Photographers mingled with viewers at the crowded Feb. 18 opening of the 50th annual “Through the Eye of the Camera” exhibit, presented at the Littleton Museum by the Littleton Fine Arts Board.
The late Gene Kramer of Littleton, an original …
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The late Gene Kramer of Littleton, an original art committee member-and art director for a Denver company, with numerous contacts in the local arts community, proposed the photography exhibit soon after Bemis Library was opened with display space for art — a feature the committee had requested. It has grown in quantity and quality.
In 2016, there were 318 entries by 104 artists, according to Curator of Collections Terri White, who said juror Gary Huibregtse selected 56 widely varied images by 41 artists for inclusion in the exhibit, which will be open at the Littleton Museum until March 27.
The award for Best of Show/Color went to Chuck Rascoe of Arvada for his “Night Train,” a view of the brightly lit newest platform at Union Station, waiting for the train to arrive, with city lights beyond, framed by the serpentine canopy above it. Rascoe's website says he mostly shoots landscapes, but this cityscape is a distinctive look at a frequently photographed part of Denver.
Best of Show/Black and White was awarded to Denver-based photographer Steve Hirsch for his “Night Mining,” which pictures the skeletal remains of an old Colorado mine structure against a star-filled sky. He said he shot it near Leadville about 11 p.m.
Other awards chosen by the juror:
● Best of Show/Darkroom Processing: “Platner Grain Co. Study IV,” by James Sidinger, which depicts a lonely old building in McCook, Nebraska. It looks deserted and sad.
● “No Menu” shows the lighted entrance to a restaurant in a row of city town houses, with an inviting front door. By Matthew Lewis, it won First Place/Black and White.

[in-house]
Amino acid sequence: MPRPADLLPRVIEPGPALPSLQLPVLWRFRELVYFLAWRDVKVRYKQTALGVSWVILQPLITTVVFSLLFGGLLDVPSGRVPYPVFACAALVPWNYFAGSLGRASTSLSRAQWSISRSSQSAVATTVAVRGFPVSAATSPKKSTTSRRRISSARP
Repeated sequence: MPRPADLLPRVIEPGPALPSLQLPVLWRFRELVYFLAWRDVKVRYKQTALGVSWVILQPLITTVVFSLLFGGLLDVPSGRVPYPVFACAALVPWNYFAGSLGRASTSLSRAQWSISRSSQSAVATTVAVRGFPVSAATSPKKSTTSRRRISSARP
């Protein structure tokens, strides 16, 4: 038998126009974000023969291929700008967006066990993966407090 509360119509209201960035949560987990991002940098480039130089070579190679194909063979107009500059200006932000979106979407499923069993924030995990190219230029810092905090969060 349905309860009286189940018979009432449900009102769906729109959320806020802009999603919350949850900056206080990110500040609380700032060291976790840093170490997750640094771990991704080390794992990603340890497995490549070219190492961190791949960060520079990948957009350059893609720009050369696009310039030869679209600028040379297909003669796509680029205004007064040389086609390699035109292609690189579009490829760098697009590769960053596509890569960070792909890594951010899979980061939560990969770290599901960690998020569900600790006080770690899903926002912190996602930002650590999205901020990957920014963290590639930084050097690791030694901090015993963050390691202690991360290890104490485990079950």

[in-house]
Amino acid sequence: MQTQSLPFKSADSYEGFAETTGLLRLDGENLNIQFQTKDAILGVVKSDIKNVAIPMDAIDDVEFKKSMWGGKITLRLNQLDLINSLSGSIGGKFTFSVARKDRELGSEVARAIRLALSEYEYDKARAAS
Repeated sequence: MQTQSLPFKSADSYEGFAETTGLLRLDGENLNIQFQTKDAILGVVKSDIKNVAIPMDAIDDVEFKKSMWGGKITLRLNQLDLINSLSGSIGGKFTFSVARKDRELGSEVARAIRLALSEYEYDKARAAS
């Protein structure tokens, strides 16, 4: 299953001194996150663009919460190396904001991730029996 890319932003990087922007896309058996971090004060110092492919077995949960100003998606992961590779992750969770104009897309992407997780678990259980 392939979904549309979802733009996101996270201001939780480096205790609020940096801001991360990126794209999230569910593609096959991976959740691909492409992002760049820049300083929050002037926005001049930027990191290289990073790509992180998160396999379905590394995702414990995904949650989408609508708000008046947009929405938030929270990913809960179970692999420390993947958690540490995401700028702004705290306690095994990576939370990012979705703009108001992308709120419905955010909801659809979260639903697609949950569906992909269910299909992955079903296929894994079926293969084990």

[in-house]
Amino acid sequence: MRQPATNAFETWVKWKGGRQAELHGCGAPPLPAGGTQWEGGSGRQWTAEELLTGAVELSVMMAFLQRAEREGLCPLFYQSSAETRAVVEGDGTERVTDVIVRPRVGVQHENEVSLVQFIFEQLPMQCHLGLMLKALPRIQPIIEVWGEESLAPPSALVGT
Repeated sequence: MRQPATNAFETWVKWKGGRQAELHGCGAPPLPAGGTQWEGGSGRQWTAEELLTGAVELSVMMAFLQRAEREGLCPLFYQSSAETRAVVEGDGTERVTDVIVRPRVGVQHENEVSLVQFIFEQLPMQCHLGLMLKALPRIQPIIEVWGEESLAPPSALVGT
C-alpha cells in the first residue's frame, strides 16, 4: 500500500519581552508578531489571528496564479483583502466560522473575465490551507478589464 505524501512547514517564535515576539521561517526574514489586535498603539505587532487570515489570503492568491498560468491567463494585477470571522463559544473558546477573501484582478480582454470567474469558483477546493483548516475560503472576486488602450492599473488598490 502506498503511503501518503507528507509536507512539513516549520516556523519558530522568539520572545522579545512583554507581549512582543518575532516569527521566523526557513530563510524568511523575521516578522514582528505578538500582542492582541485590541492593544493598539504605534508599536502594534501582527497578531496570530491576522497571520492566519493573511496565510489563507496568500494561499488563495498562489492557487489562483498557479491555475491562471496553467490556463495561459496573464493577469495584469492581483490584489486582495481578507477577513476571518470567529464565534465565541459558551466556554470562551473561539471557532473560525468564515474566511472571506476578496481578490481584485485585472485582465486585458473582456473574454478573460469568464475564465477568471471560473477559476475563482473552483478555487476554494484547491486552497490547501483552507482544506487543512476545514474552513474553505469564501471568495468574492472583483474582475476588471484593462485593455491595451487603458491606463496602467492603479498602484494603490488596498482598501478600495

● “Weaving Its Way to the Heavens,” shows the pattern created by a woven wood fence, with wide slats. Winn Halverhout created this digital winner of Second Place/Black and White.
● First Place/Color was awarded to Gabrial Reising for the chilly “Winter is Light.” It shows a desolate snowy area with a rock outcropping.
● David Parks' “Old Brewery” won Second Place/Color. The corner of an old brick building juts against the blue Colorado sky, with a triangular iron form above it and a tree branch framing it. Nice composition.
The juror exhibits two from his image series, “New West, Revisited”: “St. George, Utah #2” and “St George, Utah # 7.” They show mountains in the distance behind a rather dreary cityscape with contemporary business buildings that could be anywhere — a pointed commentary on today's West.
If you go
“Through the Eye of the Camera” is exhibited through March 27 at the Littleton Museum, 6028 S. Gallup St., Littleton. Open during museum hours: 8 a.m. to 5 p.m. Tuesdays through Fridays; 10 a.m. to 5 p.m. Saturdays; 1 to 5 p.m. Sundays. 303-795-3950. Admission is free.
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